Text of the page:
Abandon Text!

W. H. Auden once said: "Poems are not finished; they are abandoned." I have been abandoning writing projects for many years, since only the pressure of deadline and high expectations ever got me to finish, or even start, anything of merit. This blog is an attempt to create a more consistent, self-directed writing habit. Hopefully a direction and voice will emerge.

Saturday, January 27, 2007


I heard an interview on NPR with Alexandra Pelosi about her documentary "Friends of God," about evangelicals in the Bible belt. I've not seen the documentary (I don't get HBO) but I was interested in her take on their culture -- both what she found, and how she found it. She manages to strike a very good balance, in which she is completely open about having her own beliefs and opinions, and equally sure that her beliefs and opinions are not what the documentary is about. It's rare that someone has the humility and common sense to let others tell their own story, and let that speak for itself. It seems like too many documentaries have the pretension of trying to "make a statement," to the detriment of the subject matter.

It's also a living testament to a culture of tolerance -- on both sides. Pelosi is open, friendly, candid, and not afraid to make fun of herself and her ignorance of the evangelical life. She could make friends with these people, and talk about their most valued beliefs, without either compromising her own integrity or showing the least bit of disrespect to them. The evangelicals, too, demonstrate a principle of a society with religious freedom: they are a culture that is built on persuasion. Evangelicals (at least, the ones in the documentary) believe that their goal is to convince you that they're right -- they need you to freely come over to their side in order for them to "win". Unlike some other religious-centered cultures, they are less concerned with forcing you to do something than with changing your mind. And much of their culture is geared towards teaching people to win the argument; they are steeped in apologetics, and they tirelessly practice their capacity to broadcast the truth as they see it. In this sense, they seem far superior to the sneering scientific atheists who so despise them; the evangelicals are patient and persistent and have faith that the Truth will win, while the scientists, though equally sure of their beliefs, usually stomp off in a huff when people refuse to acknowledge their message, and mutter things about outlawing superstition.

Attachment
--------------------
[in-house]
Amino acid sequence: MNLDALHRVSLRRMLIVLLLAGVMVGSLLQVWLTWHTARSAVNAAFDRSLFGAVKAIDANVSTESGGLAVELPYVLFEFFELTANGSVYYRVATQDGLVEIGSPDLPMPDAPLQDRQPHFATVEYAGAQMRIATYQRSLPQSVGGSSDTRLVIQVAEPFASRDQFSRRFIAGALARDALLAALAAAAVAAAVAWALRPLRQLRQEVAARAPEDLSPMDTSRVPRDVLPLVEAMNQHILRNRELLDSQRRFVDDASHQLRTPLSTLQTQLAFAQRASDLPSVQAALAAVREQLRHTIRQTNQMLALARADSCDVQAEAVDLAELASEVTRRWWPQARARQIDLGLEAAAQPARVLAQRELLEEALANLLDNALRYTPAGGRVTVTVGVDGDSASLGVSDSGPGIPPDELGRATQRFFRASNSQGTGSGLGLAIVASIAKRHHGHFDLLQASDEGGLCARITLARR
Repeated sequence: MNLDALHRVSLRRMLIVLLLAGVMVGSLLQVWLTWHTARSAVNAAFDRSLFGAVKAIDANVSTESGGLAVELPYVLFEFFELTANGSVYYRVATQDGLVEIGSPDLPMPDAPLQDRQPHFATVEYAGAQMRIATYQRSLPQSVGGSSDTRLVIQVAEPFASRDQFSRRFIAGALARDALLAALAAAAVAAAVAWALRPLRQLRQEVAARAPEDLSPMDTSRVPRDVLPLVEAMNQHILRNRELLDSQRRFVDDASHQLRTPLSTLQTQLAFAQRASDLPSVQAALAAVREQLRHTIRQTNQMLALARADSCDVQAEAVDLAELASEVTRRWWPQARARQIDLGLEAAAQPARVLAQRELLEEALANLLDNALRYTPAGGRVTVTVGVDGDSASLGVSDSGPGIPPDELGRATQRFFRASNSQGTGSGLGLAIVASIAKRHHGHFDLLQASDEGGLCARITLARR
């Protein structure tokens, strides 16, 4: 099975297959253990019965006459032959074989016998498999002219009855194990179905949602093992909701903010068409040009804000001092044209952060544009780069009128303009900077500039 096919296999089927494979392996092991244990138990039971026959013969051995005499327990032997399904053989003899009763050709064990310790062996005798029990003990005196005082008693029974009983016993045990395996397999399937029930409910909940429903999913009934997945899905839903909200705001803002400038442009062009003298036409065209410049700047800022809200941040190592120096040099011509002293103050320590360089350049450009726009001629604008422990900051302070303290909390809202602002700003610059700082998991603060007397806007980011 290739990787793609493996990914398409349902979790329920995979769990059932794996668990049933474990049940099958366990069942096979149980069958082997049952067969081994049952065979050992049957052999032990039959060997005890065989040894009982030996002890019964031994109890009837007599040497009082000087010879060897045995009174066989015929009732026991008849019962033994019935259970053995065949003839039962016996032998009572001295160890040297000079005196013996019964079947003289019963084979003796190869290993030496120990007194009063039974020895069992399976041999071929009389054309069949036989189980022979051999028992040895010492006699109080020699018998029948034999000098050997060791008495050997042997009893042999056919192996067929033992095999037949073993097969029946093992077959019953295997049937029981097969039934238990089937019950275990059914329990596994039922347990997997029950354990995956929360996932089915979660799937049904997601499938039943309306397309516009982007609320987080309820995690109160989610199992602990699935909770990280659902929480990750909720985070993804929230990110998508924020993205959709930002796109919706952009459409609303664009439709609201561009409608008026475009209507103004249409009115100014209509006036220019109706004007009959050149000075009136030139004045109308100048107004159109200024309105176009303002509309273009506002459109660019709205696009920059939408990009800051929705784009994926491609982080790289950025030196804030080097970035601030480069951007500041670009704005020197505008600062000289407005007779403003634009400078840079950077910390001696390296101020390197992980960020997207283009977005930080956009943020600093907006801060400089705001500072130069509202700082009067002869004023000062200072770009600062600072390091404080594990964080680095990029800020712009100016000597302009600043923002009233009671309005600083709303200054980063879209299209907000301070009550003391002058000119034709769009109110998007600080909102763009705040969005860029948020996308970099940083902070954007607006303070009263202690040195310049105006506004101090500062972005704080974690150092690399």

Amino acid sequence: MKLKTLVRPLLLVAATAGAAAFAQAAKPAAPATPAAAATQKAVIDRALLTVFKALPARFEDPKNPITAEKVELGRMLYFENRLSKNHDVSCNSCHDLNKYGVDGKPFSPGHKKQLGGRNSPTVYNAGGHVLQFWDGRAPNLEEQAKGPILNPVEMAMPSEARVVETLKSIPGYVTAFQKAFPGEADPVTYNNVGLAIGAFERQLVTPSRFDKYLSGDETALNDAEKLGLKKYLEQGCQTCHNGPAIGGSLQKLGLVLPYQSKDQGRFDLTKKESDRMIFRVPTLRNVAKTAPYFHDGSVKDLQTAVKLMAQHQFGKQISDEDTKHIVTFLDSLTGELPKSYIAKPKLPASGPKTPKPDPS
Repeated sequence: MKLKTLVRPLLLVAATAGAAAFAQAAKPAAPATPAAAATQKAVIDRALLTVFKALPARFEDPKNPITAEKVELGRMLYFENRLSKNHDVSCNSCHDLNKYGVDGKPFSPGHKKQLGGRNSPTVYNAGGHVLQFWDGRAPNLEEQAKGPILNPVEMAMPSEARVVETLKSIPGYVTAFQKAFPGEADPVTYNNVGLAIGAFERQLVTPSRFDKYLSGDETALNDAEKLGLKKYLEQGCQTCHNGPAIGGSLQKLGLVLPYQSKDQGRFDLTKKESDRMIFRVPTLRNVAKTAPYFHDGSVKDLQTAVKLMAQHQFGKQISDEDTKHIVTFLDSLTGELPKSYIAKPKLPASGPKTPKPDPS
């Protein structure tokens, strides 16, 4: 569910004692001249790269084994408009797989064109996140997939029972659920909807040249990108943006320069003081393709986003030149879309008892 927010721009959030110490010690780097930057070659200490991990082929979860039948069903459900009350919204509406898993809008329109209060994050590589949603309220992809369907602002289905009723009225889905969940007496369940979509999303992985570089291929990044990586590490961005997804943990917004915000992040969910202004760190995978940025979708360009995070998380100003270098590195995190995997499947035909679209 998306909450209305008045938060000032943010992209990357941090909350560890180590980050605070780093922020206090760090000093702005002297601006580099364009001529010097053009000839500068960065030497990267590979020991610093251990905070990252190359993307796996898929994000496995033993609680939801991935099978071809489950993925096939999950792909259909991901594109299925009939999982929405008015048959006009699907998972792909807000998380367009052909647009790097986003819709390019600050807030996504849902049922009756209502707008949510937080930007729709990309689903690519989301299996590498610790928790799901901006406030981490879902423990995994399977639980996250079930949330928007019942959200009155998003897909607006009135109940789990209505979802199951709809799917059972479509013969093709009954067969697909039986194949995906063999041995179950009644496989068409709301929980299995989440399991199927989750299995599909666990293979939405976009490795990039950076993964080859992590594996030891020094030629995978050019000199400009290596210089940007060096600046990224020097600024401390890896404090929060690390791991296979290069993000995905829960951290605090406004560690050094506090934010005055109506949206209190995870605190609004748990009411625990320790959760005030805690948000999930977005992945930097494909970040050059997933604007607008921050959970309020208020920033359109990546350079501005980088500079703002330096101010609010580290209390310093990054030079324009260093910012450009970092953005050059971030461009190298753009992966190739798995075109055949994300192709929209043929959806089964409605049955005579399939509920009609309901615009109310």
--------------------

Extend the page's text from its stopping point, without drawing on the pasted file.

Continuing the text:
I was also struck by the primary form of the evangelicals' argument, at least the one that was presented to Pelosi. "I was saved at least five times a day," she said, "And every time they would start by asking me, 'What do you believe?' And they would listen to me talk at length before they would say anything. And then they would ask, 'Why do you believe that?' And a lot of times, I couldn't say. But they could always point to the reason for their beliefs -- 'see, it's right here in the Bible.' At least they knew why they believed what they believed." The evangelicals were not even trying to sell Jesus Christ; they were starting with a more basic appeal: "Wouldn't you like to understand your own beliefs, and your own life?" The evangelicals are selling the same thing that I am, as it turns out -- consistency, integrity, and a consciously chosen life.

Labels: ,


Post a Comment

<< Home